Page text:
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MASTROBUONO v. SHEARSON LEHMAN HUTTON INC.

February 9, 1993

ANTONIO C. and DIANA G. MASTROBUONO, Plaintiffs,
v.
SHEARSON LEHMAN HUTTON INC., NICK DiMINICO, RICHARD F. BENZER, and MARK STEVENSON, Defendants.



The opinion of the court was delivered by: CHARLES RONALD NORGLE, SR.

 ORDER

 Before the court is the motion of defendants Shearson Lehman Hutton Inc. ("Shearson") and Nick DiMinico ("DiMinico") to partially vacate an arbitration award. For the following reasons, the motion is granted.

 FACTS

 In October, 1985, the plaintiffs, Antonio C. Mastrobuono and Diana G. Mastrobuono (the "Mastrobuonos"), opened a brokerage account with Shearson. The Mastrobuonos' account was solicited by DiMinico, who was the registered representative servicing their account. Upon opening their account, the Mastrobuonos entered into a Client Agreement (the "Agreement") with Shearson. Paragraph 13 of the Agreement stated that any controversy relating to the Mastrobuonos' account would be settled by arbitration and would be governed by New York law.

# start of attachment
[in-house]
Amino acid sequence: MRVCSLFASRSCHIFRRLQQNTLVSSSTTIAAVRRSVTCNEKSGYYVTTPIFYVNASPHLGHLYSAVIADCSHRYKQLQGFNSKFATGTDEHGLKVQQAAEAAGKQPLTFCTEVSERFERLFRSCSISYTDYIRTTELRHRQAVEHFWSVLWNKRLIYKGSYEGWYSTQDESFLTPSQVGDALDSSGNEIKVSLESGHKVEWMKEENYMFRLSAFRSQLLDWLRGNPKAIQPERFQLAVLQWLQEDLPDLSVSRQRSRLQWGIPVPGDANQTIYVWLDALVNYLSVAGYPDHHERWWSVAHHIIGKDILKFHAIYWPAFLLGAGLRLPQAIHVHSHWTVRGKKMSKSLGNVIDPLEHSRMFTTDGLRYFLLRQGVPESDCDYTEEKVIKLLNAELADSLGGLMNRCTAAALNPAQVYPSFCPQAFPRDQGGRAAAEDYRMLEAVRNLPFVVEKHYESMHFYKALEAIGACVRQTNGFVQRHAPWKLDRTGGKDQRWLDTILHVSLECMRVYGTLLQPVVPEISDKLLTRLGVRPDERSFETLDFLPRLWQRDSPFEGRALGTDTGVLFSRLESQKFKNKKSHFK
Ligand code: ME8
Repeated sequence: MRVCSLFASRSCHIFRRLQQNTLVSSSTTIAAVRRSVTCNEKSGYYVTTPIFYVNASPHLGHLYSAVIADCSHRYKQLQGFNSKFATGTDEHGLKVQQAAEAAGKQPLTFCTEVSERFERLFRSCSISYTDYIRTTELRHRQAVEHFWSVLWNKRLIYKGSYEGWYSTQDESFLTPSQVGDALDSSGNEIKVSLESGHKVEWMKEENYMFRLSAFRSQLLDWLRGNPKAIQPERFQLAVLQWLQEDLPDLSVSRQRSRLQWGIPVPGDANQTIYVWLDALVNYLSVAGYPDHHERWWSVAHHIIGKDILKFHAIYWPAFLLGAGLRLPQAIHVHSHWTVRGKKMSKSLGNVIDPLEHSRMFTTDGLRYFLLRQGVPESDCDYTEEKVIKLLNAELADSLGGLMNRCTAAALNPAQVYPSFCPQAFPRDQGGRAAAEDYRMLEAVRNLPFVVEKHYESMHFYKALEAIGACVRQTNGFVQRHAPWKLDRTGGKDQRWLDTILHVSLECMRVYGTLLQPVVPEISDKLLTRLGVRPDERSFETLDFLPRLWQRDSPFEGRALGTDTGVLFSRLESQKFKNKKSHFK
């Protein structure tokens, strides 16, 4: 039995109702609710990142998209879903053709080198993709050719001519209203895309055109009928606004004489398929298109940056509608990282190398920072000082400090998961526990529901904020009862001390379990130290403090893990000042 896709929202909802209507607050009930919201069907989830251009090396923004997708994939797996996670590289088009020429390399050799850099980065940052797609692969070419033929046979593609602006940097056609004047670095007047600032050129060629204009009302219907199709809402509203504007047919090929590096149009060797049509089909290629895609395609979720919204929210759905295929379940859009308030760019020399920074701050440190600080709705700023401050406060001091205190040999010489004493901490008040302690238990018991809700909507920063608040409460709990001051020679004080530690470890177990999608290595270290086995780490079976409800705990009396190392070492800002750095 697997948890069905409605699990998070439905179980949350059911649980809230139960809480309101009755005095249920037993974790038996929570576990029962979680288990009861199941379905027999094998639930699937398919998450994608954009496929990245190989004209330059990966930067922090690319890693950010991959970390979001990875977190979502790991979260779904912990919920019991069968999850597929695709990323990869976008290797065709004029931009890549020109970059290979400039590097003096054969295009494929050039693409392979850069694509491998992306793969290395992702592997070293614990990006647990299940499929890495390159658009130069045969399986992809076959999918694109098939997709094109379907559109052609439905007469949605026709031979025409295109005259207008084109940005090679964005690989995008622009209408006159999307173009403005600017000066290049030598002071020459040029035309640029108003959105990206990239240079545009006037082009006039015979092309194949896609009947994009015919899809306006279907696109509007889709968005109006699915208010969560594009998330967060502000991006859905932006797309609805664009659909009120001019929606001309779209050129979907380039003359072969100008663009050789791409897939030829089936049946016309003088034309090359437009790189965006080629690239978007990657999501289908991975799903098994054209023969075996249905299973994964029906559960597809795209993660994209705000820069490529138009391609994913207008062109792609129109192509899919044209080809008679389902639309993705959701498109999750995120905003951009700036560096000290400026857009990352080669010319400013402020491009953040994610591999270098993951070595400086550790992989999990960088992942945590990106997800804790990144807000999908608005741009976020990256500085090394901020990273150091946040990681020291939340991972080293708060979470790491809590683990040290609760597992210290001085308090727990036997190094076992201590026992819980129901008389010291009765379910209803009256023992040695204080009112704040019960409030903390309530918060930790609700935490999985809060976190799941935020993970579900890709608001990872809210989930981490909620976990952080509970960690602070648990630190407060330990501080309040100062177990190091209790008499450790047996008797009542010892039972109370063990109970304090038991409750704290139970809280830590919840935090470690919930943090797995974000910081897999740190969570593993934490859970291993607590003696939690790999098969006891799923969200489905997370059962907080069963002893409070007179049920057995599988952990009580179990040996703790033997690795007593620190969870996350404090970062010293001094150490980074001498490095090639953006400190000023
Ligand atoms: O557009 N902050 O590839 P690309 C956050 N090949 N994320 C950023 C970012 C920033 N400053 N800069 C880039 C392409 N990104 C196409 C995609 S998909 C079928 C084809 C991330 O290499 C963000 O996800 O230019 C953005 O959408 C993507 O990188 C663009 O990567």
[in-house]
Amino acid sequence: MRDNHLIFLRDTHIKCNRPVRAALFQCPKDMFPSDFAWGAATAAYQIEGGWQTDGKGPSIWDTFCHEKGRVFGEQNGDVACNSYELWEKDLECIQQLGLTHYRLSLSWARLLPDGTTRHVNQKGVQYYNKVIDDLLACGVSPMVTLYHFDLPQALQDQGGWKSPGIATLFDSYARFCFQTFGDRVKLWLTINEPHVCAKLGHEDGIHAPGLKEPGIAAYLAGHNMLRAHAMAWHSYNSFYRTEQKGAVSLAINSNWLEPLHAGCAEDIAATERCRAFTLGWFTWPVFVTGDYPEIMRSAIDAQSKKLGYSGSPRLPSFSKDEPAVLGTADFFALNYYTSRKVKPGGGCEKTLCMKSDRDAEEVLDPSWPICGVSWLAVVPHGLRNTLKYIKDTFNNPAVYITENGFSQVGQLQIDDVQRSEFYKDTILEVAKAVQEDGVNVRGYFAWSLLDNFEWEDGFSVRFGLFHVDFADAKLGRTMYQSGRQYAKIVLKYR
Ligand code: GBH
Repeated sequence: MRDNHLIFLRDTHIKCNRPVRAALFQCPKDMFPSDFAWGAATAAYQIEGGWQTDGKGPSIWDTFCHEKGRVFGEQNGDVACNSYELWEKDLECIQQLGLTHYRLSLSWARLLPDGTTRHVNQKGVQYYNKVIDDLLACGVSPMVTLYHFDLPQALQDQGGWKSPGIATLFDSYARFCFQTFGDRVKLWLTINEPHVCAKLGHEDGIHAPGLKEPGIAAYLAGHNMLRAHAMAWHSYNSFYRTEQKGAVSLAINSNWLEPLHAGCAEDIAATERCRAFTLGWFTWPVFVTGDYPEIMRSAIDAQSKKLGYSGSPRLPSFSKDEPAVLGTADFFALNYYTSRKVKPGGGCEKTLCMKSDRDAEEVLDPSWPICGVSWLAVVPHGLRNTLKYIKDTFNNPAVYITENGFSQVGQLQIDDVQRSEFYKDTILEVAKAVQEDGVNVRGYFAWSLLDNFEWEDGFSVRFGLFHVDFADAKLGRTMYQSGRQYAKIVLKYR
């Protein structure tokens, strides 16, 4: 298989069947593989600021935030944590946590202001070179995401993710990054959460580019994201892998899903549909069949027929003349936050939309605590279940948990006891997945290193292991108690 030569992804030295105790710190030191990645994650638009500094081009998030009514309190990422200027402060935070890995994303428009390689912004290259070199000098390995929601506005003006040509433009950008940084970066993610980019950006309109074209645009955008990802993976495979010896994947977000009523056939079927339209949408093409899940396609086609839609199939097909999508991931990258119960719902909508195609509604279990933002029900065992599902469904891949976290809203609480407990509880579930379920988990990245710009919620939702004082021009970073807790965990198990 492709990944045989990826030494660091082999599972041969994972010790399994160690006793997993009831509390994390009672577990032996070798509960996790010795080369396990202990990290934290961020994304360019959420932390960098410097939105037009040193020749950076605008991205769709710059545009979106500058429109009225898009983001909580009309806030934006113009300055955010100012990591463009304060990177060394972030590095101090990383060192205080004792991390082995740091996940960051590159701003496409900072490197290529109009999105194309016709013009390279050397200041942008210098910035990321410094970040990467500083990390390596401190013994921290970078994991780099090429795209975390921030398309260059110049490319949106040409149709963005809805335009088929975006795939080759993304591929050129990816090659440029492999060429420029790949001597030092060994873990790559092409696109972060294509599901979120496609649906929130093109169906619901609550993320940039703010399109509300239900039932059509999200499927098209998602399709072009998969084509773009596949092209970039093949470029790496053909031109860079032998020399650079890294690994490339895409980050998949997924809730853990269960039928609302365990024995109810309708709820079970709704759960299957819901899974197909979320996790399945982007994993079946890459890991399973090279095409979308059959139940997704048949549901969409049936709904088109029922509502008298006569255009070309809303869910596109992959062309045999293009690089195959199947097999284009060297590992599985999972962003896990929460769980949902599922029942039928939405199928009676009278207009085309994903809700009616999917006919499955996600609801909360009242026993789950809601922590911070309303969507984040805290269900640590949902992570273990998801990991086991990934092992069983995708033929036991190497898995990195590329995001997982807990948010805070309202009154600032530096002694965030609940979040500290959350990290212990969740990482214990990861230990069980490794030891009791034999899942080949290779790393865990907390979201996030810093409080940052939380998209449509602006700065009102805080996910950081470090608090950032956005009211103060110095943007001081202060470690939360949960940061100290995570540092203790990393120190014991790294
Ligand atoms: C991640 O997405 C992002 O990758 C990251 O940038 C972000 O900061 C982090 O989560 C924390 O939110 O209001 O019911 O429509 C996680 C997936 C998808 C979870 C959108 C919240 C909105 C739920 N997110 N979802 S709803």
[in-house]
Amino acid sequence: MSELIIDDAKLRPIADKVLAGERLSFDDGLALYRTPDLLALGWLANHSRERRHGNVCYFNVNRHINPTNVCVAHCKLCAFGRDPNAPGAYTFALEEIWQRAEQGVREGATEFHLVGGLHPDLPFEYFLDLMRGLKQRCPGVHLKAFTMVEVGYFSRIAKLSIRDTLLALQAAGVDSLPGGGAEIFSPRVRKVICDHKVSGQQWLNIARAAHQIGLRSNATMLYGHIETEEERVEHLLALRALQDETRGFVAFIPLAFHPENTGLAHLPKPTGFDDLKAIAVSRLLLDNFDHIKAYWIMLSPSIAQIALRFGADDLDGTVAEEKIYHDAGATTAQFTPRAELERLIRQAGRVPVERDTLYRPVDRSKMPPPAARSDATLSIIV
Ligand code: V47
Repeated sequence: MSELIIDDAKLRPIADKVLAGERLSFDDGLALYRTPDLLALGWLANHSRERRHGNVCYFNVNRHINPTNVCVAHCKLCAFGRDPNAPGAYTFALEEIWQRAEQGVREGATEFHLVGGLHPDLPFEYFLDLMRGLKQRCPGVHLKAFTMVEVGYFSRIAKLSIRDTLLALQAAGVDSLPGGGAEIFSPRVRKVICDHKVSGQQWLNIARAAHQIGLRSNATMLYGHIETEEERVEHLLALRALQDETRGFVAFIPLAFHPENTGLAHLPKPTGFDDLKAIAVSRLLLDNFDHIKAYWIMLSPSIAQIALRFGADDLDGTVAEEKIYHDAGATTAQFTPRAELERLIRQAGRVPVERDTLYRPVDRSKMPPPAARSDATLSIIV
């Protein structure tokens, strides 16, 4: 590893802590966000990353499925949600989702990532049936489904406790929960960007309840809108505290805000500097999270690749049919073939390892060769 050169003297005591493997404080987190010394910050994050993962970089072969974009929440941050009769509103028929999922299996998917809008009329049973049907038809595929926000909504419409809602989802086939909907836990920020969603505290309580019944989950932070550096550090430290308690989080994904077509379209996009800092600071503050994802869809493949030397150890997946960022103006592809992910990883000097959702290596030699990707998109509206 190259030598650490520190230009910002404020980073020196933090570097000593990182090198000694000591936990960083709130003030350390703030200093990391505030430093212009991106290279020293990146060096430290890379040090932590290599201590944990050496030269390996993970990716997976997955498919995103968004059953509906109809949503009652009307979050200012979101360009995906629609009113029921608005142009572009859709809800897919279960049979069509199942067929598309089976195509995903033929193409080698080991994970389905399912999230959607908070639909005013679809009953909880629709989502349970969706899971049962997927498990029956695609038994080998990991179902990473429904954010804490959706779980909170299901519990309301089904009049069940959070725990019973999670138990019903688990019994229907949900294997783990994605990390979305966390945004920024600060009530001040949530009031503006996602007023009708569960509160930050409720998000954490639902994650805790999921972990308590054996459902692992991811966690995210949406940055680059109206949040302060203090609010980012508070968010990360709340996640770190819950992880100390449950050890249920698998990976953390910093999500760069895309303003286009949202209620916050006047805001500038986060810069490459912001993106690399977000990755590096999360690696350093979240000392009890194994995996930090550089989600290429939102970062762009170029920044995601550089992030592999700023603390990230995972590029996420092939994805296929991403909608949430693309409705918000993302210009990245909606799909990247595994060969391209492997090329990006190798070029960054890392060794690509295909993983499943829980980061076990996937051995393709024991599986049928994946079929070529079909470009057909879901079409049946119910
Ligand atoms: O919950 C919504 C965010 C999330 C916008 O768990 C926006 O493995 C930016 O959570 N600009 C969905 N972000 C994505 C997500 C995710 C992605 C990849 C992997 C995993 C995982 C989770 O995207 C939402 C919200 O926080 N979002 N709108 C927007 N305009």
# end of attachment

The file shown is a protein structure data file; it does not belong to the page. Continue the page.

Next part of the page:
In January, 1989, the Mastrobuonos filed a lawsuit against the defendants, claiming that their account had been subjected to unauthorized trading, churning, and margin exposure. The Mastrobuonos' complaint contained both federal and state law claims, including requests for punitive damages on the latter. After having been ordered by this court to arbitrate their dispute pursuant to paragraph 13 of the Agreement, the Mastrobuonos commenced arbitration proceedings before the National Association of Securities Dealers, Inc. ("NASD").

 Arbitration hearings were conducted in August and September, 1992. On October 13, 1992, the arbitration panel executed their award, awarding the Mastrobuonos the sum of $ 115,274 in commissions and $ 44,053 in margin interest "as satisfaction for their claims." The arbitrators also assessed punitive damages against Shearson and DiMinico in the amount of $ 400,000. Shearson has paid the compensatory damages awarded by the arbitration panel; with regard to the punitive damages, however, Shearson and DiMinico challenge the arbitrators' authority to bestow such an award.

 DISCUSSION